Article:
There’s a price to be paid for North Korea’s missile and nuclear programs. It is a price paid every hour of every day. A price paid in providing recruits for armies of millions, paid by millions of subsistence farmers to feed those armies, and paid by the tens of thousands laboring in death camps. It is paid in blood, starvation, tragedy, broken lives, forced indoctrination, endless propaganda, and permanent servitude.
The price is clad in patriotism, glory, Utopian communist ideology, and dreams of unifying the Korean peninsula in the image of the North Korean leadership. Birthed by the Soviet Union and Communist China and only limited, barely, by United Nations intervention in the 1950s, North Korea has become one of the most dystopian countries in the world. It isn’t a brutal dictatorship, or a failed planned economy, or an egregious kleptocracy. It is all three of these, with an applied veneer of double think narrative that extols to its citizens how lucky they all are. It is a nightmare straight out of George Orwell’s 1984, succeeding in horrifying fashion to regularly surpass even the excesses of failed and crumbling states like Zimbabwe, Southern Sudan, Cuba, Somalia, Eritrea, and Chechnya.
To perpetuate the fiction to its citizens that the country is under a constant state of threat or war, the North Korean government antagonizes its neighbors. It explodes underground nuclear bombs, it fires missiles out of its territory, it kidnaps citizens of other countries, it imprisons tourists, it murders wayward members of the leadership’s family, it attacks foreign soldiers and naval units, it exports prohibited technology and arms to unstable countries, and it makes constant bellicose threats to its perceived enemies.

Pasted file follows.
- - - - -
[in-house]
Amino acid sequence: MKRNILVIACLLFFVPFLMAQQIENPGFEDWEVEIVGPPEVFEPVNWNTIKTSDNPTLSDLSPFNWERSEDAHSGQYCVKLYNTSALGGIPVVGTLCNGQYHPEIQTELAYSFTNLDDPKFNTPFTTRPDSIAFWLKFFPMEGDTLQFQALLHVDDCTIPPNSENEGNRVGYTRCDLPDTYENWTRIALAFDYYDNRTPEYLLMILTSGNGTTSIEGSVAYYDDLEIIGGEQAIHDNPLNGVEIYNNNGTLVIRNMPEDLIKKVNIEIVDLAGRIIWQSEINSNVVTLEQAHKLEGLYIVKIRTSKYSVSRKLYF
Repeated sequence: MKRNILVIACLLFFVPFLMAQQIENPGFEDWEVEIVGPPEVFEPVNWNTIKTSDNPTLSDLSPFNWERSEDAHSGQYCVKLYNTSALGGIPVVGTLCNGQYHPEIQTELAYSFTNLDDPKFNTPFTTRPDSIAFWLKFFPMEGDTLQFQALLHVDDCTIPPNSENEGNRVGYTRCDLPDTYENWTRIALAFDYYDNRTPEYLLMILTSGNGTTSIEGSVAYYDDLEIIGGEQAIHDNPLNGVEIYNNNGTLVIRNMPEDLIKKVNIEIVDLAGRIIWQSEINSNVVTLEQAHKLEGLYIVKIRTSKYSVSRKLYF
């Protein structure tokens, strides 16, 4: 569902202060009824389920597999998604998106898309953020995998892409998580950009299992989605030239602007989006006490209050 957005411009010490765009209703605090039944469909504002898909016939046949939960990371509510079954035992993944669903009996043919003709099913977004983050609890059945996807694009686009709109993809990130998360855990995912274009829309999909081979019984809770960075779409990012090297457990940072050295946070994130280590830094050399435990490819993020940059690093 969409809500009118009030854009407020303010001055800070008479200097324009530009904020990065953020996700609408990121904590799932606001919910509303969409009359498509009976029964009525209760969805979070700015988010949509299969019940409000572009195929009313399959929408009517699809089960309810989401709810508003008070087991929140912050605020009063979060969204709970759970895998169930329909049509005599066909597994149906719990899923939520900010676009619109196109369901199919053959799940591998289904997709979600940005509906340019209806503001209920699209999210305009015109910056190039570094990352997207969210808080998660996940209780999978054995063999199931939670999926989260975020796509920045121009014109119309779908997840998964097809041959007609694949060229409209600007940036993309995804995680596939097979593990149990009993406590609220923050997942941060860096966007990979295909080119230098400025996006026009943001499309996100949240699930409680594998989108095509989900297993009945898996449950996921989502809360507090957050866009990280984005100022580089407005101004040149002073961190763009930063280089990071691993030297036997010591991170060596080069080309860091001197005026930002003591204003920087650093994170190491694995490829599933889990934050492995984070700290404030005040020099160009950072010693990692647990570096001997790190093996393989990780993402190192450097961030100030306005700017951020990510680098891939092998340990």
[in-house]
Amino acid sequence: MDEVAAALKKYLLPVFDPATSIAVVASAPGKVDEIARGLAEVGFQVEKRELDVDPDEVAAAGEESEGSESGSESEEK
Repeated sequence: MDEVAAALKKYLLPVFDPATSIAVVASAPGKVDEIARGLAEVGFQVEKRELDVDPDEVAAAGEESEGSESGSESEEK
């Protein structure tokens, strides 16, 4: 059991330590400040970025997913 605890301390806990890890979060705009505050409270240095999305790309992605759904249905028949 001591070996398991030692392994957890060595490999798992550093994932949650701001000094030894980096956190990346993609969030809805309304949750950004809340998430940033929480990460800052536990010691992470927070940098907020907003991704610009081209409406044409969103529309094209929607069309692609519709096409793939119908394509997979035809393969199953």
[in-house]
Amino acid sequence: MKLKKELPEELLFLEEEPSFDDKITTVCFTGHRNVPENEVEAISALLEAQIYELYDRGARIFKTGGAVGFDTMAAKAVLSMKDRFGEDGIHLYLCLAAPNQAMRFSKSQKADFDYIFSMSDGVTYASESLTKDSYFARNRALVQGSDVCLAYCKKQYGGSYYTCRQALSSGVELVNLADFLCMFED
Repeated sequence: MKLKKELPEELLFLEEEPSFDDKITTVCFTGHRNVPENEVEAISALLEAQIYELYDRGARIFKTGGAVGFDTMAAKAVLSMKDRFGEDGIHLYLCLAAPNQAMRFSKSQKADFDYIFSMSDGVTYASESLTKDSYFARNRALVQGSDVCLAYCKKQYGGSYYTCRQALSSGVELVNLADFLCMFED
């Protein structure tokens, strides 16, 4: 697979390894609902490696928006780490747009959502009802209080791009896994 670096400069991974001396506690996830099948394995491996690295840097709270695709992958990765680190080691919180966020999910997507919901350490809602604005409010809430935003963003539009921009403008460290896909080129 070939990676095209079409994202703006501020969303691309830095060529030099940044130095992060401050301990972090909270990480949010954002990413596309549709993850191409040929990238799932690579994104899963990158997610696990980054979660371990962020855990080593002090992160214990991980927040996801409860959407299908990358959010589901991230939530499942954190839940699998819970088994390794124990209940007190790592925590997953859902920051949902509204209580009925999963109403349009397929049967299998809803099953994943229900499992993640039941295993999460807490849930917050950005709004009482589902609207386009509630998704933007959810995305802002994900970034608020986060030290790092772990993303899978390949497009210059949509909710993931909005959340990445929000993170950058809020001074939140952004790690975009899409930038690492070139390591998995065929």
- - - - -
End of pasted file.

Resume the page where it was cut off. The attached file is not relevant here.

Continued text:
The Chinese communist government, despite being often annoyed by the conduct of the North Korean government, is a steadfast ally and supporter, both economically and militarily. It is ready to re-invade to push back any foreign attack, as it did during the Korean War. This is because the North Korean regime is a convenient buffer state between China and capitalist or western-influenced countries. Analogues to this situation are spread across Asian: Burma / Myanmar, Vietnam, Laos, Kyrgyzstan, Tajikistan.
The Russian government gazes on North Korea with some wry amusement, seeing it as a convenient stick to poke in the eye of China, Japan, and the United States. It serves as a convenient proving ground for military equipment. North Korea is also a constant drain on China’s resources, a situation for which the Russians have little objection given the simmering friction that occurs periodically between the two neighbors over border disputes or world influence.
So the North Korean government rails on, firing off tubes of metal and propellant in all directions, while screeching petulant warnings of dire consequences to those that defy its wishes. It is an expensive fireworks show, where every expended rocket sends 50,000 citizens deeper into starvation, while every ton of donated humanitarian aide is turned over to the military to feed the border troops that stare resentfully and defiantly at their southern neighbors.
It seems clear that the North Korean government thinks itself as the rook, bishop, or knight in chess, able to attack in any direction. But in fact it is nothing more than a pawn, only able to move forward or not at all. The pawn dreams of taking down the king and queen, if it could only survive to the end game. And while the game is played, North Korean’s people groan in anguish while straining to hold up the chess board.
9/15/17 update: North Korea’s government shot another missile over Japan on this date, shortly after detonating a large-yield nuclear device in the northeast part of the country, near its border with Russia. 50,000 x 2 = 100,000 additional that will starve.